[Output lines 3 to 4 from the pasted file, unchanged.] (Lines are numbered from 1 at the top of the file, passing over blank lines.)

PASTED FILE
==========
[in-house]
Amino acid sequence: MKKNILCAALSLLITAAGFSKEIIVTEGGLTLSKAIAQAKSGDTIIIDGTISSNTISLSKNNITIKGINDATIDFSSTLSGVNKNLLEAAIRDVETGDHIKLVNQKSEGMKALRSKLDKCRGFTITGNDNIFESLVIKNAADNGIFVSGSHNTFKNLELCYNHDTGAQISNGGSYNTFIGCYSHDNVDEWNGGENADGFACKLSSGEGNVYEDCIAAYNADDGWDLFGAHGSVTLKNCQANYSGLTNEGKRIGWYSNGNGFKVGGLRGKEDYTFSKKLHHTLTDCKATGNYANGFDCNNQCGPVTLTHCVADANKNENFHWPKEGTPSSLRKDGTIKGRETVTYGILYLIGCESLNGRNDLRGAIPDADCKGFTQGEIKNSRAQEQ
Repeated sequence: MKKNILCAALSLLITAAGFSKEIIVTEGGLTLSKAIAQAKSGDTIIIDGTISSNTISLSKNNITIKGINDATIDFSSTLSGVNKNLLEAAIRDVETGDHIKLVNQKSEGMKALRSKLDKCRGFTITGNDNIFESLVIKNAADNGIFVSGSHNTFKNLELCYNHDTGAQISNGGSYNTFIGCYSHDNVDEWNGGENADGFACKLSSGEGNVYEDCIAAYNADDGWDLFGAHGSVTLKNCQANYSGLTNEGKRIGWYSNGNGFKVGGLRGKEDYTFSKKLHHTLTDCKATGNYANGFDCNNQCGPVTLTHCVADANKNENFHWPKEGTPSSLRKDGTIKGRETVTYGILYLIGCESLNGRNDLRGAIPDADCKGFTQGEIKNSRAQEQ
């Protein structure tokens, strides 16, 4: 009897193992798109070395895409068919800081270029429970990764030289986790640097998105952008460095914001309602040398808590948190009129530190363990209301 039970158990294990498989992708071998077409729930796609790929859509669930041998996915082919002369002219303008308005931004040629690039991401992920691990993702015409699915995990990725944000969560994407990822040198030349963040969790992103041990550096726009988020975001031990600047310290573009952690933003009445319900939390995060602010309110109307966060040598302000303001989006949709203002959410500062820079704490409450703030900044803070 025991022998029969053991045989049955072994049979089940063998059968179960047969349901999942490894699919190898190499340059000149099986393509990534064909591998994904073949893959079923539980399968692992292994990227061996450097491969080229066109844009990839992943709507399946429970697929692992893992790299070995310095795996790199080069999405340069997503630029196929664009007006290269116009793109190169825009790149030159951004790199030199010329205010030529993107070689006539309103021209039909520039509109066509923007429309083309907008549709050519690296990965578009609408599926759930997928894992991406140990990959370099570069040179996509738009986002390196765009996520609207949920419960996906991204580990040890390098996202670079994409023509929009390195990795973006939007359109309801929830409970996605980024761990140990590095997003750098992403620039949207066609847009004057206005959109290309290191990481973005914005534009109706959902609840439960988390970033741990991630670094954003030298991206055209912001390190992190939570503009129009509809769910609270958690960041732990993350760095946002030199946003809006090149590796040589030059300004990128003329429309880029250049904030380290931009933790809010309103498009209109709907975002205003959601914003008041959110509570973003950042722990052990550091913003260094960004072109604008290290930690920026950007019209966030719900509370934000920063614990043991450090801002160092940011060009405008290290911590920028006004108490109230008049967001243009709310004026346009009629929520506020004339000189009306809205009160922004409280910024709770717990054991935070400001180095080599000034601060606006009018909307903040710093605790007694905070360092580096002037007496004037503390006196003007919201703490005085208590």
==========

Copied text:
Repeated sequence: MKKNILCAALSLLITAAGFSKEIIVTEGGLTLSKAIAQAKSGDTIIIDGTISSNTISLSKNNITIKGINDATIDFSSTLSGVNKNLLEAAIRDVETGDHIKLVNQKSEGMKALRSKLDKCRGFTITGNDNIFESLVIKNAADNGIFVSGSHNTFKNLELCYNHDTGAQISNGGSYNTFIGCYSHDNVDEWNGGENADGFACKLSSGEGNVYEDCIAAYNADDGWDLFGAHGSVTLKNCQANYSGLTNEGKRIGWYSNGNGFKVGGLRGKEDYTFSKKLHHTLTDCKATGNYANGFDCNNQCGPVTLTHCVADANKNENFHWPKEGTPSSLRKDGTIKGRETVTYGILYLIGCESLNGRNDLRGAIPDADCKGFTQGEIKNSRAQEQ
């Protein structure tokens, strides 16, 4: 009897193992798109070395895409068919800081270029429970990764030289986790640097998105952008460095914001309602040398808590948190009129530190363990209301 039970158990294990498989992708071998077409729930796609790929859509669930041998996915082919002369002219303008308005931004040629690039991401992920691990993702015409699915995990990725944000969560994407990822040198030349963040969790992103041990550096726009988020975001031990600047310290573009952690933003009445319900939390995060602010309110109307966060040598302000303001989006949709203002959410500062820079704490409450703030900044803070 025991022998029969053991045989049955072994049979089940063998059968179960047969349901999942490894699919190898190499340059000149099986393509990534064909591998994904073949893959079923539980399968692992292994990227061996450097491969080229066109844009990839992943709507399946429970697929692992893992790299070995310095795996790199080069999405340069997503630029196929664009007006290269116009793109190169825009790149030159951004790199030199010329205010030529993107070689006539309103021209039909520039509109066509923007429309083309907008549709050519690296990965578009609408599926759930997928894992991406140990990959370099570069040179996509738009986002390196765009996520609207949920419960996906991204580990040890390098996202670079994409023509929009390195990795973006939007359109309801929830409970996605980024761990140990590095997003750098992403620039949207066609847009004057206005959109290309290191990481973005914005534009109706959902609840439960988390970033741990991630670094954003030298991206055209912001390190992190939570503009129009509809769910609270958690960041732990993350760095946002030199946003809006090149590796040589030059300004990128003329429309880029250049904030380290931009933790809010309103498009209109709907975002205003959601914003008041959110509570973003950042722990052990550091913003260094960004072109604008290290930690920026950007019209966030719900509370934000920063614990043991450090801002160092940011060009405008290290911590920028006004108490109230008049967001243009709310004026346009009629929520506020004339000189009306809205009160922004409280910024709770717990054991935070400001180095080599000034601060606006009018909307903040710093605790007694905070360092580096002037007496004037503390006196003007919201703490005085208590």